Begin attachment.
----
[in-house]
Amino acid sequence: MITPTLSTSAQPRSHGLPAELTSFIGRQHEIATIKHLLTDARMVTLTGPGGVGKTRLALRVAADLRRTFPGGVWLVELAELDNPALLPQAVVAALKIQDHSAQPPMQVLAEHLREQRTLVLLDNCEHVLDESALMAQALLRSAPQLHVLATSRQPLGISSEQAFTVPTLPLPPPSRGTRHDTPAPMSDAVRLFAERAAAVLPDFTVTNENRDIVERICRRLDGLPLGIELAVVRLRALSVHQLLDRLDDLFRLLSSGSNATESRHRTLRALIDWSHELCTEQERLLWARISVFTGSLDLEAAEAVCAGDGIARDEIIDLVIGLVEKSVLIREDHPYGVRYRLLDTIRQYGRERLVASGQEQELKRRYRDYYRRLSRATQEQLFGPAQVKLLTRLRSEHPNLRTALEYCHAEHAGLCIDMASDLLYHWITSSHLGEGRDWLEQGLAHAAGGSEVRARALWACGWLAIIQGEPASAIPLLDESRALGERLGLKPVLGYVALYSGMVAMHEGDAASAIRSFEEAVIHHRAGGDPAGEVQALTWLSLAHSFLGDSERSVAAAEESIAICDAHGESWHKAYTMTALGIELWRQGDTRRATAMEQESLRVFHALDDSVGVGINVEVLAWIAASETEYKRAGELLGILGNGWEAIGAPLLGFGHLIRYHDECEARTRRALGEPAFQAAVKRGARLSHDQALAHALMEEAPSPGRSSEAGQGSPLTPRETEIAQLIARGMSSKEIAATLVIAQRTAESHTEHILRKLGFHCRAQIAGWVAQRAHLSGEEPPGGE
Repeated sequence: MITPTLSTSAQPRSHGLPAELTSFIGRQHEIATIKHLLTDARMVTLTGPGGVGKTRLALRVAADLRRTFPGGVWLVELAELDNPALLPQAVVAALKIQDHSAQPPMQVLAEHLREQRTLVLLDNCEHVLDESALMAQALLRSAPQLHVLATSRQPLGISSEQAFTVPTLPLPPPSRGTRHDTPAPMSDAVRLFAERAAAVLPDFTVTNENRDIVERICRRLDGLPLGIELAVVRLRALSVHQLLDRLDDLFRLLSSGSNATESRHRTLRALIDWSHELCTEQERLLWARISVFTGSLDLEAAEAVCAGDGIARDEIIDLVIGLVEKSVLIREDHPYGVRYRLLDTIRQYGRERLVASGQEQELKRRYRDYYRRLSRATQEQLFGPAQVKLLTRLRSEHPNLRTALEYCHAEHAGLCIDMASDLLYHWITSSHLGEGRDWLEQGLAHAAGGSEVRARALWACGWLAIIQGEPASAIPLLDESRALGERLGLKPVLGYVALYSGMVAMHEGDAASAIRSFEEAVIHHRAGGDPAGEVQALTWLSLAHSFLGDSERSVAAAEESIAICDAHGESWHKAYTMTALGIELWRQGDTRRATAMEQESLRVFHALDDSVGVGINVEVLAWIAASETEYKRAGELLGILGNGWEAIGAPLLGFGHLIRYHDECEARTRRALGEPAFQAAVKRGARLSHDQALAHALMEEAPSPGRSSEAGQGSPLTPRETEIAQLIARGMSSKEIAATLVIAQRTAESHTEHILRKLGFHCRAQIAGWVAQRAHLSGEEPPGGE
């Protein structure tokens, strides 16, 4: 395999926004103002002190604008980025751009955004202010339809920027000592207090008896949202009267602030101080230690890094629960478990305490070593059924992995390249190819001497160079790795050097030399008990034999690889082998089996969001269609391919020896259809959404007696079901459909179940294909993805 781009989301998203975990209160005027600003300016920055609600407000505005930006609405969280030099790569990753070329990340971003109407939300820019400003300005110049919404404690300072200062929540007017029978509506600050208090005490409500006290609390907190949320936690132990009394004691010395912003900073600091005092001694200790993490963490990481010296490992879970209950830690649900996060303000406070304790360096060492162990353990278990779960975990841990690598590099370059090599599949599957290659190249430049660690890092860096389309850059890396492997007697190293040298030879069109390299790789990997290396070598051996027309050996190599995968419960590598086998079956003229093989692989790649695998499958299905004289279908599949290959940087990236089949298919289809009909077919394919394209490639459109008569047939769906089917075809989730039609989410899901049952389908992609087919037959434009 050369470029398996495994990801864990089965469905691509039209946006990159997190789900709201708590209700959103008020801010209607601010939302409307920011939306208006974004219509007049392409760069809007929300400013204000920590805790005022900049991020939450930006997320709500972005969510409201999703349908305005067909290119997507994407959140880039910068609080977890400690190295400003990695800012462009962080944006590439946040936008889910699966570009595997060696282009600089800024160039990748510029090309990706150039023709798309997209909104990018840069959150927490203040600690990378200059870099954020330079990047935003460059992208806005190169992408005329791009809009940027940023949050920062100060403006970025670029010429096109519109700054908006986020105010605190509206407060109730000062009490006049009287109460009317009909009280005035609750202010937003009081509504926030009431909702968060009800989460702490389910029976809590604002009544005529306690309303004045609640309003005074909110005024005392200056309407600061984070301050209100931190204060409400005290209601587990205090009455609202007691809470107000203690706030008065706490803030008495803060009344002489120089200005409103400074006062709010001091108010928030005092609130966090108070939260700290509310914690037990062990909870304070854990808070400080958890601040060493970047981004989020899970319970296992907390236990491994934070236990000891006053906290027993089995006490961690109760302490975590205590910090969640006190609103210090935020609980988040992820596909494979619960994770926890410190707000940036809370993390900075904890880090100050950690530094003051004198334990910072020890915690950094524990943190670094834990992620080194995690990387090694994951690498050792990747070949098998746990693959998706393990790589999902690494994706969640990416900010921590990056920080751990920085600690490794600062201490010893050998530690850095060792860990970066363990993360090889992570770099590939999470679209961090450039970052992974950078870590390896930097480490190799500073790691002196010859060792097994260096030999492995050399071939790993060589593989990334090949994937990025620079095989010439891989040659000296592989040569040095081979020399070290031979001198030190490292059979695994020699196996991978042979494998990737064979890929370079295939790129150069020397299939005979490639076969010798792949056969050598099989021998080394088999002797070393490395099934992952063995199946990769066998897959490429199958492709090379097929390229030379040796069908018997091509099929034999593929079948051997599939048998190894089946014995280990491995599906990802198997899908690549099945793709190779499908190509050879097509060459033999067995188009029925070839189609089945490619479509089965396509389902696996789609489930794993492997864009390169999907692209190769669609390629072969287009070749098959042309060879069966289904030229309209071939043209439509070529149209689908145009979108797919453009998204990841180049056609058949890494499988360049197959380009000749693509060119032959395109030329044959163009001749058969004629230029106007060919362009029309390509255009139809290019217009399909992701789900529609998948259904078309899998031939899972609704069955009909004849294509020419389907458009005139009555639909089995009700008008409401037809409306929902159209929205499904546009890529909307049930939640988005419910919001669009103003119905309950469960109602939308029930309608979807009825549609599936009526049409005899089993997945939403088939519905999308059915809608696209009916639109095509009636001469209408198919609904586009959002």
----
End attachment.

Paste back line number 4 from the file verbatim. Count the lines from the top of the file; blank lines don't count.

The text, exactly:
């Protein structure tokens, strides 16, 4: 395999926004103002002190604008980025751009955004202010339809920027000592207090008896949202009267602030101080230690890094629960478990305490070593059924992995390249190819001497160079790795050097030399008990034999690889082998089996969001269609391919020896259809959404007696079901459909179940294909993805 781009989301998203975990209160005027600003300016920055609600407000505005930006609405969280030099790569990753070329990340971003109407939300820019400003300005110049919404404690300072200062929540007017029978509506600050208090005490409500006290609390907190949320936690132990009394004691010395912003900073600091005092001694200790993490963490990481010296490992879970209950830690649900996060303000406070304790360096060492162990353990278990779960975990841990690598590099370059090599599949599957290659190249430049660690890092860096389309850059890396492997007697190293040298030879069109390299790789990997290396070598051996027309050996190599995968419960590598086998079956003229093989692989790649695998499958299905004289279908599949290959940087990236089949298919289809009909077919394919394209490639459109008569047939769906089917075809989730039609989410899901049952389908992609087919037959434009 050369470029398996495994990801864990089965469905691509039209946006990159997190789900709201708590209700959103008020801010209607601010939302409307920011939306208006974004219509007049392409760069809007929300400013204000920590805790005022900049991020939450930006997320709500972005969510409201999703349908305005067909290119997507994407959140880039910068609080977890400690190295400003990695800012462009962080944006590439946040936008889910699966570009595997060696282009600089800024160039990748510029090309990706150039023709798309997209909104990018840069959150927490203040600690990378200059870099954020330079990047935003460059992208806005190169992408005329791009809009940027940023949050920062100060403006970025670029010429096109519109700054908006986020105010605190509206407060109730000062009490006049009287109460009317009909009280005035609750202010937003009081509504926030009431909702968060009800989460702490389910029976809590604002009544005529306690309303004045609640309003005074909110005024005392200056309407600061984070301050209100931190204060409400005290209601587990205090009455609202007691809470107000203690706030008065706490803030008495803060009344002489120089200005409103400074006062709010001091108010928030005092609130966090108070939260700290509310914690037990062990909870304070854990808070400080958890601040060493970047981004989020899970319970296992907390236990491994934070236990000891006053906290027993089995006490961690109760302490975590205590910090969640006190609103210090935020609980988040992820596909494979619960994770926890410190707000940036809370993390900075904890880090100050950690530094003051004198334990910072020890915690950094524990943190670094834990992620080194995690990387090694994951690498050792990747070949098998746990693959998706393990790589999902690494994706969640990416900010921590990056920080751990920085600690490794600062201490010893050998530690850095060792860990970066363990993360090889992570770099590939999470679209961090450039970052992974950078870590390896930097480490190799500073790691002196010859060792097994260096030999492995050399071939790993060589593989990334090949994937990025620079095989010439891989040659000296592989040569040095081979020399070290031979001198030190490292059979695994020699196996991978042979494998990737064979890929370079295939790129150069020397299939005979490639076969010798792949056969050598099989021998080394088999002797070393490395099934992952063995199946990769066998897959490429199958492709090379097929390229030379040796069908018997091509099929034999593929079948051997599939048998190894089946014995280990491995599906990802198997899908690549099945793709190779499908190509050879097509060459033999067995188009029925070839189609089945490619479509089965396509389902696996789609489930794993492997864009390169999907692209190769669609390629072969287009070749098959042309060879069966289904030229309209071939043209439509070529149209689908145009979108797919453009998204990841180049056609058949890494499988360049197959380009000749693509060119032959395109030329044959163009001749058969004629230029106007060919362009029309390509255009139809290019217009399909992701789900529609998948259904078309899998031939899972609704069955009909004849294509020419389907458009005139009555639909089995009700008008409401037809409306929902159209929205499904546009890529909307049930939640988005419910919001669009103003119905309950469960109602939308029930309608979807009825549609599936009526049409005899089993997945939403088939519905999308059915809608696209009916639109095509009636001469209408198919609904586009959002």